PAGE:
Newswise — Researchers at the University of Adelaide have discovered that a common treatment for people with type 2 diabetes could cause longer-than-normal periods of the low blood sugar reaction hypoglycemia, which may result in increased health risks to people with diabetes.
The treatment is the use of the peptide GLP-1 (glucagon-like peptide 1) in combination with insulin, which is now used throughout the world as a standard therapy for patients with type 2 diabetes.
A team of researchers at the University of Adelaide's School of Medicine has investigated the impact of this combination therapy on how quickly the stomach empties after eating food.
The results, now published online in the journal Diabetes Care, show that the combination of GLP-1 and insulin slows down the rate of food being emptied from the stomach.
"Low blood sugar levels usually cause the stomach to empty rapidly, however in the group studied on GLP-1 therapy it emptied no more quickly than at normal blood glucose levels," says lead author and University of Adelaide PhD student Dr Mark Plummer.
"This is a concern because it means that a significant amount of food, and therefore glucose being consumed by a diabetic patient to prevent or treat hypoglycemia, is being retained in the stomach. This would have the effect of extending hypoglycemia and potentially putting the patient at risk."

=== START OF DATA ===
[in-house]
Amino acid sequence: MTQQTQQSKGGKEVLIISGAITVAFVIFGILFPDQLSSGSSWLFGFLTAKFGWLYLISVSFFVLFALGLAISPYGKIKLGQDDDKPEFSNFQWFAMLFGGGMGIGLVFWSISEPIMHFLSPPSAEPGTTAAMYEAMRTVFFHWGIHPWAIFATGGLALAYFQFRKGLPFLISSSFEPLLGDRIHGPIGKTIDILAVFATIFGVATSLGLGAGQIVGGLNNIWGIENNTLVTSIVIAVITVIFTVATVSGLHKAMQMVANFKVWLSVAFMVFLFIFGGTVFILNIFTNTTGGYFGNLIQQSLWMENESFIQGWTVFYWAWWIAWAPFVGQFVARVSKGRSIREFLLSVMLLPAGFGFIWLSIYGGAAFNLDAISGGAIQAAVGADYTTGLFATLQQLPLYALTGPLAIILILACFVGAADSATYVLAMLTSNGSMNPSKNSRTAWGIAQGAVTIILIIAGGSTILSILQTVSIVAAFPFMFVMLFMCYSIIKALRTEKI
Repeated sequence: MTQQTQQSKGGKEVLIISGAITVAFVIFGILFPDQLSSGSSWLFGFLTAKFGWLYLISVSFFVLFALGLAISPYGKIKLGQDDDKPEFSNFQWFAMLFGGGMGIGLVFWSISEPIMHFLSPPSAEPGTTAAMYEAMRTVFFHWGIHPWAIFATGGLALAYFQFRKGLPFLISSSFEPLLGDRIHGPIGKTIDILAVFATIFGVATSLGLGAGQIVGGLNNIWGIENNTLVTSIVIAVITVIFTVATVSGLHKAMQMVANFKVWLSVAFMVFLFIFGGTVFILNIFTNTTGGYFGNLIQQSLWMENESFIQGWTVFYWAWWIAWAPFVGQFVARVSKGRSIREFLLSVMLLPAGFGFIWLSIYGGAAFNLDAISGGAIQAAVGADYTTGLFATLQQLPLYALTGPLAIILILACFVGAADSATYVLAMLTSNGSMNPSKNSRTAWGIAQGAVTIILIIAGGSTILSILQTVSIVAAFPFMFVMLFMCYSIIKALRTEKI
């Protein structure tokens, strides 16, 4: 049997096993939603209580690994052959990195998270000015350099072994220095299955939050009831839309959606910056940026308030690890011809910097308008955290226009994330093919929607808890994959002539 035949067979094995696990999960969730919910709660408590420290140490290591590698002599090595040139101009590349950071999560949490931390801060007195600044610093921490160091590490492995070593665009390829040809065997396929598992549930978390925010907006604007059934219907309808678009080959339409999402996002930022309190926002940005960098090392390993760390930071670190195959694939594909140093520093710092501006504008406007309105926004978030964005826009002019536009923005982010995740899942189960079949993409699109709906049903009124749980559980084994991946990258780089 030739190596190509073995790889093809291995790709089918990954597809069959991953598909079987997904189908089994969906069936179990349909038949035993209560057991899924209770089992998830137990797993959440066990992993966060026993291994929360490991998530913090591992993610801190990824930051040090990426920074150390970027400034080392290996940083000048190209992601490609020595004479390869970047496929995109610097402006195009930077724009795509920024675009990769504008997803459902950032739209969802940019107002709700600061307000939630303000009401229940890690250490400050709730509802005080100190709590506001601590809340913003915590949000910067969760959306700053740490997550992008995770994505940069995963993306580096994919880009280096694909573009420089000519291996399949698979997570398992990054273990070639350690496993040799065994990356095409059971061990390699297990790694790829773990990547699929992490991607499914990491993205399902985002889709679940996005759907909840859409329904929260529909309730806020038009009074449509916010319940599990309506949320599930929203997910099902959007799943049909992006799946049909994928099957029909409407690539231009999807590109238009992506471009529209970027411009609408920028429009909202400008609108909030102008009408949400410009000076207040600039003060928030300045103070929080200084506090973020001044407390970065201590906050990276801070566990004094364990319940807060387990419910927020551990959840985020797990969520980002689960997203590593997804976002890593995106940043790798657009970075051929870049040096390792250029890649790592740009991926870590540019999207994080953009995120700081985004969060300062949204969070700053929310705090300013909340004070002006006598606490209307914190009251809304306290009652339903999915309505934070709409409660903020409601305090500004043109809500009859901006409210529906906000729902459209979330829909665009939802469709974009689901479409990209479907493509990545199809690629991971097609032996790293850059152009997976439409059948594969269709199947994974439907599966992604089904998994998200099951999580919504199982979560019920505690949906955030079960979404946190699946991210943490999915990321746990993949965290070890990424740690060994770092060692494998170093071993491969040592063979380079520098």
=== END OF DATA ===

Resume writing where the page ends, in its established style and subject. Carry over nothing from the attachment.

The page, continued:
Dr Plummer says the sample group of 10 people was relatively small, "but statistically the results were significant".
"A diabetic patient really doesn't want their blood sugars to go too low because the brain requires glucose for normal functioning and you run the risk of loss of consciousness, seizures and even death in extreme cases," he says.
"There were no life-threatening effects on the patients we studied, but their symptoms included sweating, palpitations and visual disturbance."
Dr Plummer says the study highlights the potential safety implications for the combination of GLP-1 with other therapies known to induce hypoglycemia. "Further research is needed in this area. We believe there should be ongoing evaluation of this combination therapy for patients with type 2 diabetes, to better understand the risks associated with it."
This study has been funded by the National Health and Medical Research Council.
Dr Mark Plummer
School of Medicine
The University of Adelaide